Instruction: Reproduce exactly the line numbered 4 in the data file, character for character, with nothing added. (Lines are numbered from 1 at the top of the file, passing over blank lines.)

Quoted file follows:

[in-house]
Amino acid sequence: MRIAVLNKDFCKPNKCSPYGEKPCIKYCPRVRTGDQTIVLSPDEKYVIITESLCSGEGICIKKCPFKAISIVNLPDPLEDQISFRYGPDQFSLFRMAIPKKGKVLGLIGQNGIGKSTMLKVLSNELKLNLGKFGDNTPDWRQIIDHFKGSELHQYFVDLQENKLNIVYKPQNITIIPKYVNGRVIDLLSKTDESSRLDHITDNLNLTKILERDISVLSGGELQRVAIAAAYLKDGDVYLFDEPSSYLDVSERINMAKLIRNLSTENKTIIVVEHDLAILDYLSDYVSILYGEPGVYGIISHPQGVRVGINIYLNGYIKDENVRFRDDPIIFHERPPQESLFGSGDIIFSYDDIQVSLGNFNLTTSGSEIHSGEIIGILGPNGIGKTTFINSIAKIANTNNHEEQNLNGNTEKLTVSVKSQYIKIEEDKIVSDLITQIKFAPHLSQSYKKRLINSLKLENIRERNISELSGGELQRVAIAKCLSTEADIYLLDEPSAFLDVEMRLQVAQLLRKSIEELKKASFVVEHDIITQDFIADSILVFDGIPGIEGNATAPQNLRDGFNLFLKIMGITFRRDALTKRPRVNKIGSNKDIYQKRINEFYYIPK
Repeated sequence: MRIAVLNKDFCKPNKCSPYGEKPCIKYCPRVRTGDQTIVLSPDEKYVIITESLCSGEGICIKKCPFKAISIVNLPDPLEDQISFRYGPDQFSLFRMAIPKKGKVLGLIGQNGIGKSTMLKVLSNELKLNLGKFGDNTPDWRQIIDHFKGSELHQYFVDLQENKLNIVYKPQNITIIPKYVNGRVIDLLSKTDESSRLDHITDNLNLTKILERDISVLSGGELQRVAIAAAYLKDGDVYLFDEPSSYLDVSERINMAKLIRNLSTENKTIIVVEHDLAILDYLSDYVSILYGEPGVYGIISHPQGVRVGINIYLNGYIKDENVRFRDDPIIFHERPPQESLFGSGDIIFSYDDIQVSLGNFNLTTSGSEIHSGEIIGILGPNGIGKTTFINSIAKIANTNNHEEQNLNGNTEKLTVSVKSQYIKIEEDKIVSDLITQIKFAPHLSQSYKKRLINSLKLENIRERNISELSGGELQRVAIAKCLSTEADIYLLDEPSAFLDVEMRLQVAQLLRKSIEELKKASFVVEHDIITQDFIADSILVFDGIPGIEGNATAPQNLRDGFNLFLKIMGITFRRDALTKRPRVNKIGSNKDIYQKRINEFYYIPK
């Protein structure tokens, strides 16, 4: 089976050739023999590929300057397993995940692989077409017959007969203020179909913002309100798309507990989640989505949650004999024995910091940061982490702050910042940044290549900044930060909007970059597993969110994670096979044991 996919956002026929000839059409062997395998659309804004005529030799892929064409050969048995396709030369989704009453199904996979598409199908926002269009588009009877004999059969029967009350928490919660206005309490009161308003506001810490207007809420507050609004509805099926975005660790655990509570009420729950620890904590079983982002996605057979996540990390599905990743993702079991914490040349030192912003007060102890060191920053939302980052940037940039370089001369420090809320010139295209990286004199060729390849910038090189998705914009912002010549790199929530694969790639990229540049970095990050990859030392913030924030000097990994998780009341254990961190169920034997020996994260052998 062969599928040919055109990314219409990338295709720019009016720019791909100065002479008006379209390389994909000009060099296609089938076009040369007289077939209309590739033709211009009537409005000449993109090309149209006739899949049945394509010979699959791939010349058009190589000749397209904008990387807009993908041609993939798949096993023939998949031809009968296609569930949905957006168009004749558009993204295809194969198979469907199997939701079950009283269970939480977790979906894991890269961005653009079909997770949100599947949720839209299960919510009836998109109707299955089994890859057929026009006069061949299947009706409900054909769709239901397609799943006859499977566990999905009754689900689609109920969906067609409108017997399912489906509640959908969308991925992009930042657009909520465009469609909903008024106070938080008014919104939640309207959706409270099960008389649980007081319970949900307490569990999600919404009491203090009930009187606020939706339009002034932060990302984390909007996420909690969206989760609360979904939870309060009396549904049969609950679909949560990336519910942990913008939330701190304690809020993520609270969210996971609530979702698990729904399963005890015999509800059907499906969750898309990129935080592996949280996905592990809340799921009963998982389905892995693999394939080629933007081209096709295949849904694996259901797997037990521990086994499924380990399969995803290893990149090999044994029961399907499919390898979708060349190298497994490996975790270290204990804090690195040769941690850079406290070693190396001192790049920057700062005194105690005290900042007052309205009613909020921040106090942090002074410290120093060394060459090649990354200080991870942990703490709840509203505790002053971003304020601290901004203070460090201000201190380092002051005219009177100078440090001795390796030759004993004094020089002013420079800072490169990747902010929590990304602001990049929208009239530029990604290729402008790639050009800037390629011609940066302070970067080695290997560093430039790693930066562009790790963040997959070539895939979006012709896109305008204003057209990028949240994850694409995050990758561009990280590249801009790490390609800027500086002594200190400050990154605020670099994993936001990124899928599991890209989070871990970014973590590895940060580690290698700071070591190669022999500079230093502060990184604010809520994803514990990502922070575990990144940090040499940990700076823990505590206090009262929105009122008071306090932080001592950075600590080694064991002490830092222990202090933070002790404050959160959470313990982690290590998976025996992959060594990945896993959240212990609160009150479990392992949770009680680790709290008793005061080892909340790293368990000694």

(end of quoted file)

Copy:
């Protein structure tokens, strides 16, 4: 089976050739023999590929300057397993995940692989077409017959007969203020179909913002309100798309507990989640989505949650004999024995910091940061982490702050910042940044290549900044930060909007970059597993969110994670096979044991 996919956002026929000839059409062997395998659309804004005529030799892929064409050969048995396709030369989704009453199904996979598409199908926002269009588009009877004999059969029967009350928490919660206005309490009161308003506001810490207007809420507050609004509805099926975005660790655990509570009420729950620890904590079983982002996605057979996540990390599905990743993702079991914490040349030192912003007060102890060191920053939302980052940037940039370089001369420090809320010139295209990286004199060729390849910038090189998705914009912002010549790199929530694969790639990229540049970095990050990859030392913030924030000097990994998780009341254990961190169920034997020996994260052998 062969599928040919055109990314219409990338295709720019009016720019791909100065002479008006379209390389994909000009060099296609089938076009040369007289077939209309590739033709211009009537409005000449993109090309149209006739899949049945394509010979699959791939010349058009190589000749397209904008990387807009993908041609993939798949096993023939998949031809009968296609569930949905957006168009004749558009993204295809194969198979469907199997939701079950009283269970939480977790979906894991890269961005653009079909997770949100599947949720839209299960919510009836998109109707299955089994890859057929026009006069061949299947009706409900054909769709239901397609799943006859499977566990999905009754689900689609109920969906067609409108017997399912489906509640959908969308991925992009930042657009909520465009469609909903008024106070938080008014919104939640309207959706409270099960008389649980007081319970949900307490569990999600919404009491203090009930009187606020939706339009002034932060990302984390909007996420909690969206989760609360979904939870309060009396549904049969609950679909949560990336519910942990913008939330701190304690809020993520609270969210996971609530979702698990729904399963005890015999509800059907499906969750898309990129935080592996949280996905592990809340799921009963998982389905892995693999394939080629933007081209096709295949849904694996259901797997037990521990086994499924380990399969995803290893990149090999044994029961399907499919390898979708060349190298497994490996975790270290204990804090690195040769941690850079406290070693190396001192790049920057700062005194105690005290900042007052309205009613909020921040106090942090002074410290120093060394060459090649990354200080991870942990703490709840509203505790002053971003304020601290901004203070460090201000201190380092002051005219009177100078440090001795390796030759004993004094020089002013420079800072490169990747902010929590990304602001990049929208009239530029990604290729402008790639050009800037390629011609940066302070970067080695290997560093430039790693930066562009790790963040997959070539895939979006012709896109305008204003057209990028949240994850694409995050990758561009990280590249801009790490390609800027500086002594200190400050990154605020670099994993936001990124899928599991890209989070871990970014973590590895940060580690290698700071070591190669022999500079230093502060990184604010809520994803514990990502922070575990990144940090040499940990700076823990505590206090009262929105009122008071306090932080001592950075600590080694064991002490830092222990202090933070002790404050959160959470313990982690290590998976025996992959060594990945896993959240212990609160009150479990392992949770009680680790709290008793005061080892909340790293368990000694």